The Ministry of Heritage and Tourism has started a project to document the important and endangered traditional settlements in the country.
According to the ministry, the sultanate has a diverse urban and architectural heritage that extends over successive historical eras since man inhabited this land. The traditional Omani settlements – locally called harat – are among the most important components of this heritage and cover wide areas in the sultanate. The Omani harat is quintessential to societal history and identity, even if some of these have been abandoned and others have disappeared.
After the first group of harats that was documented in cooperation with Nottingham Trent University and the University of Liverpool, UK, the ministry has completed a new book that includes architectural and photographic documentation, along with ethnographic studies, of three more harats in Al Batinah region and one harat in Dakhliyah.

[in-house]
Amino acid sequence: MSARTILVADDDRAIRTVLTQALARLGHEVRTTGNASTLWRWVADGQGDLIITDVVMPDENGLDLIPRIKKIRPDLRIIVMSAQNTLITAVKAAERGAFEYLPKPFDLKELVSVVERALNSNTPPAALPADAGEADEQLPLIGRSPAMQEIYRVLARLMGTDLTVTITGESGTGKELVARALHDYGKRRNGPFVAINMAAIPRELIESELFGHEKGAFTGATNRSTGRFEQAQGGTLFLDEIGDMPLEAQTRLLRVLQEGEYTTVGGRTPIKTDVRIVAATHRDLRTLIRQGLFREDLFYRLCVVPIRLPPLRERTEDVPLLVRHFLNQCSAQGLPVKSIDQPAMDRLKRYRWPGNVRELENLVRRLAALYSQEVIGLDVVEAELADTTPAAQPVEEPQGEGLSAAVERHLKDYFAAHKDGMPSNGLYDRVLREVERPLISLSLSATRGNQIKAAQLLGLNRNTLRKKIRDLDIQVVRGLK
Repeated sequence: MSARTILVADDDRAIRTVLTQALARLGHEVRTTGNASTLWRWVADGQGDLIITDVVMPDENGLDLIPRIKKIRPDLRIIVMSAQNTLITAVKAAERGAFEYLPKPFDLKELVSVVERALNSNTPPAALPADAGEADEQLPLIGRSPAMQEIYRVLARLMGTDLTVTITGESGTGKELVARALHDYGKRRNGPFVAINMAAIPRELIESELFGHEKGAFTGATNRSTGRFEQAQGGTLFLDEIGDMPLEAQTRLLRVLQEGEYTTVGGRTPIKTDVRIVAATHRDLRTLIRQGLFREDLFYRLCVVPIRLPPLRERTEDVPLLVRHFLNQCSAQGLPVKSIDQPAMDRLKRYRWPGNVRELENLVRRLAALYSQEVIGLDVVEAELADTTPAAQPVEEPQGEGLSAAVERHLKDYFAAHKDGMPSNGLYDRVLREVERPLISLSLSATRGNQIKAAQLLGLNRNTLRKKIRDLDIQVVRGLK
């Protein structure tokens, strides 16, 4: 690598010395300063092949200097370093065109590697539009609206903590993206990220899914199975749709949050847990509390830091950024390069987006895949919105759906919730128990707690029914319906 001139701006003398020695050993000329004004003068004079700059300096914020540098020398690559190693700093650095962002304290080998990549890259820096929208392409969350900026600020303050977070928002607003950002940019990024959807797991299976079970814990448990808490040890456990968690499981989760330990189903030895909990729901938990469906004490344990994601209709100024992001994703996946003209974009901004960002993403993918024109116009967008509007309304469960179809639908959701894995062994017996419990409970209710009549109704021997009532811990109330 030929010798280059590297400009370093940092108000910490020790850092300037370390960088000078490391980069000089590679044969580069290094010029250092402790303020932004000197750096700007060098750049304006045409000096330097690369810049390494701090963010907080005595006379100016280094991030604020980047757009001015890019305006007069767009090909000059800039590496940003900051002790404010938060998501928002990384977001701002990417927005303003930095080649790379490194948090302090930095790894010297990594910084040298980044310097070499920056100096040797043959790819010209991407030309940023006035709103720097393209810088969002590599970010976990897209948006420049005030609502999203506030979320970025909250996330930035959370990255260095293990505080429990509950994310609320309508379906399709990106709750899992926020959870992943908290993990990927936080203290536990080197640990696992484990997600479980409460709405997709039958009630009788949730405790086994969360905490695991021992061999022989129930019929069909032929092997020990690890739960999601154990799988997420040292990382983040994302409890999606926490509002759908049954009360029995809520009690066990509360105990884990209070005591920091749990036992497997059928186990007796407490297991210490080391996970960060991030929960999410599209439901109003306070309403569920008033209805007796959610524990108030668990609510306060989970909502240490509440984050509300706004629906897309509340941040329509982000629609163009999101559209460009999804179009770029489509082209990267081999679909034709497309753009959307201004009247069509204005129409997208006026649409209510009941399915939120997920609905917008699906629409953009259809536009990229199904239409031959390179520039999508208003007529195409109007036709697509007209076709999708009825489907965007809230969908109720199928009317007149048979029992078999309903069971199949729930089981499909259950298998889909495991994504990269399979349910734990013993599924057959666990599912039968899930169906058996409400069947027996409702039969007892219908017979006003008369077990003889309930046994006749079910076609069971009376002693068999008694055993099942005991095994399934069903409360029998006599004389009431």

These studies were done by the ministry in cooperation with Sultan Qaboos University (SQU) in the first project of this kind with an Omani university. Dr Naima Benkari, assistant professor in the Department of Civil and Architectural Engineering at SQU and member of the International Council on Monuments and Sites, supervised the documentation, conducted the studies and prepared the restoration and management plans for four harats – Qasra (wilaya of Rustaq), Saija (wilayat of Samail), Hujrat Musalmat (wilayat of Wadi al Ma’awil) and Harat Khabat with its ‘Abs Fort (wilayat of Khabourah).
More than 25 male and female students from SQU’s Department of Civil and Architectural Engineering and a number of its researchers, engineers and technicians participated in the field research.
The 550-page book includes plans, orthographic sections and three-dimensional drawings of various structures and landmarks in these settlements.
The studies included in the book were conducted taking into account international regulations and standards approved by the Unesco World Heritage Committee.
The book is an important reference for architectural, historical and societal details of these harats, and can be used to implement any restoration project of such settlements and their structures in the future.
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